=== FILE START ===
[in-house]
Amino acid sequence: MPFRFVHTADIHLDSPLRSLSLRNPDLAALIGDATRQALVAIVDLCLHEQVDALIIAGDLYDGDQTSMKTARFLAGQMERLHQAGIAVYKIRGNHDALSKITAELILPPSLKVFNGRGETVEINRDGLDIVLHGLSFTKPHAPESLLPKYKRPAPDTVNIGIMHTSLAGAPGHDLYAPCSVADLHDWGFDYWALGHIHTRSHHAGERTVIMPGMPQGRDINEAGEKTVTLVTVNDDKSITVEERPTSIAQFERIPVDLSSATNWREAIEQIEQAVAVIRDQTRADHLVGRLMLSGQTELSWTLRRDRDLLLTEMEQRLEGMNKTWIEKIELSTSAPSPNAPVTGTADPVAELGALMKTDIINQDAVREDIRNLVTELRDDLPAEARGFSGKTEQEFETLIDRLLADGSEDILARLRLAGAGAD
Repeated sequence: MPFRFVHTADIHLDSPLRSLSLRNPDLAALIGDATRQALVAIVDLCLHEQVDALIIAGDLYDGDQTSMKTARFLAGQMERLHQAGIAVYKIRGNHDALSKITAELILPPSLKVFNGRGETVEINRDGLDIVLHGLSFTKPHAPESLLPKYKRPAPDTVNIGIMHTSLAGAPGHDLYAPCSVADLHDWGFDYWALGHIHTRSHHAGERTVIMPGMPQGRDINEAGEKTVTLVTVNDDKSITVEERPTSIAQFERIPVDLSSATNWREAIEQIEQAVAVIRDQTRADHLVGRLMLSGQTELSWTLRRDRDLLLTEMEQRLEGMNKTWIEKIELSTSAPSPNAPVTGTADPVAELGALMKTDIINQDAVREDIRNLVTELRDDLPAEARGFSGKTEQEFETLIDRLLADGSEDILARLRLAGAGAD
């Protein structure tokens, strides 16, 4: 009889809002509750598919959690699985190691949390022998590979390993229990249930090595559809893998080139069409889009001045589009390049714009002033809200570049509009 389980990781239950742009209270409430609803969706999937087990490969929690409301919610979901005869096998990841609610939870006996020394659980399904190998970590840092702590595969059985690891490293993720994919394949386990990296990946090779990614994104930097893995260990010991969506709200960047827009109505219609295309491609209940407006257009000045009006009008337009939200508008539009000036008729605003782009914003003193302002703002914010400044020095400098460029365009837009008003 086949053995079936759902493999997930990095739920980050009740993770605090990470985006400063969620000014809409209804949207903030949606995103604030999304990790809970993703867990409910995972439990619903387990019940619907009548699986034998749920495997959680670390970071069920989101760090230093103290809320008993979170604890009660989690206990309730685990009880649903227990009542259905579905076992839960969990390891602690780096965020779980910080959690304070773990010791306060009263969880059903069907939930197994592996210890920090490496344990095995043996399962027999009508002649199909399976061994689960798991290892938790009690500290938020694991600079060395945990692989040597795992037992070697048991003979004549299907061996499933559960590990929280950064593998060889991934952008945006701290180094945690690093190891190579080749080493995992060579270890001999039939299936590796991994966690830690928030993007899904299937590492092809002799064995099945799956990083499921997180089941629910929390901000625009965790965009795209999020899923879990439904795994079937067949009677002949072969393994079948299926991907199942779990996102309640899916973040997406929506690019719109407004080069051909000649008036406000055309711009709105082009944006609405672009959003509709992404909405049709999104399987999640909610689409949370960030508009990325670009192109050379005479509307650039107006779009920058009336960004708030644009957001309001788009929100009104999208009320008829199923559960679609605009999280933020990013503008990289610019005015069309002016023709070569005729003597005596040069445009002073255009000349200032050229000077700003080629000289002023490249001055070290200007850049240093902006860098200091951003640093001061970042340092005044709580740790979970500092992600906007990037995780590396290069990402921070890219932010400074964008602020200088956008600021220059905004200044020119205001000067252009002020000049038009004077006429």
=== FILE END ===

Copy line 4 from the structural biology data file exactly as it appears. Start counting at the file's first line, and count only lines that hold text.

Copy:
């Protein structure tokens, strides 16, 4: 009889809002509750598919959690699985190691949390022998590979390993229990249930090595559809893998080139069409889009001045589009390049714009002033809200570049509009 389980990781239950742009209270409430609803969706999937087990490969929690409301919610979901005869096998990841609610939870006996020394659980399904190998970590840092702590595969059985690891490293993720994919394949386990990296990946090779990614994104930097893995260990010991969506709200960047827009109505219609295309491609209940407006257009000045009006009008337009939200508008539009000036008729605003782009914003003193302002703002914010400044020095400098460029365009837009008003 086949053995079936759902493999997930990095739920980050009740993770605090990470985006400063969620000014809409209804949207903030949606995103604030999304990790809970993703867990409910995972439990619903387990019940619907009548699986034998749920495997959680670390970071069920989101760090230093103290809320008993979170604890009660989690206990309730685990009880649903227990009542259905579905076992839960969990390891602690780096965020779980910080959690304070773990010791306060009263969880059903069907939930197994592996210890920090490496344990095995043996399962027999009508002649199909399976061994689960798991290892938790009690500290938020694991600079060395945990692989040597795992037992070697048991003979004549299907061996499933559960590990929280950064593998060889991934952008945006701290180094945690690093190891190579080749080493995992060579270890001999039939299936590796991994966690830690928030993007899904299937590492092809002799064995099945799956990083499921997180089941629910929390901000625009965790965009795209999020899923879990439904795994079937067949009677002949072969393994079948299926991907199942779990996102309640899916973040997406929506690019719109407004080069051909000649008036406000055309711009709105082009944006609405672009959003509709992404909405049709999104399987999640909610689409949370960030508009990325670009192109050379005479509307650039107006779009920058009336960004708030644009957001309001788009929100009104999208009320008829199923559960679609605009999280933020990013503008990289610019005015069309002016023709070569005729003597005596040069445009002073255009000349200032050229000077700003080629000289002023490249001055070290200007850049240093902006860098200091951003640093001061970042340092005044709580740790979970500092992600906007990037995780590396290069990402921070890219932010400074964008602020200088956008600021220059905004200044020119205001000067252009002020000049038009004077006429």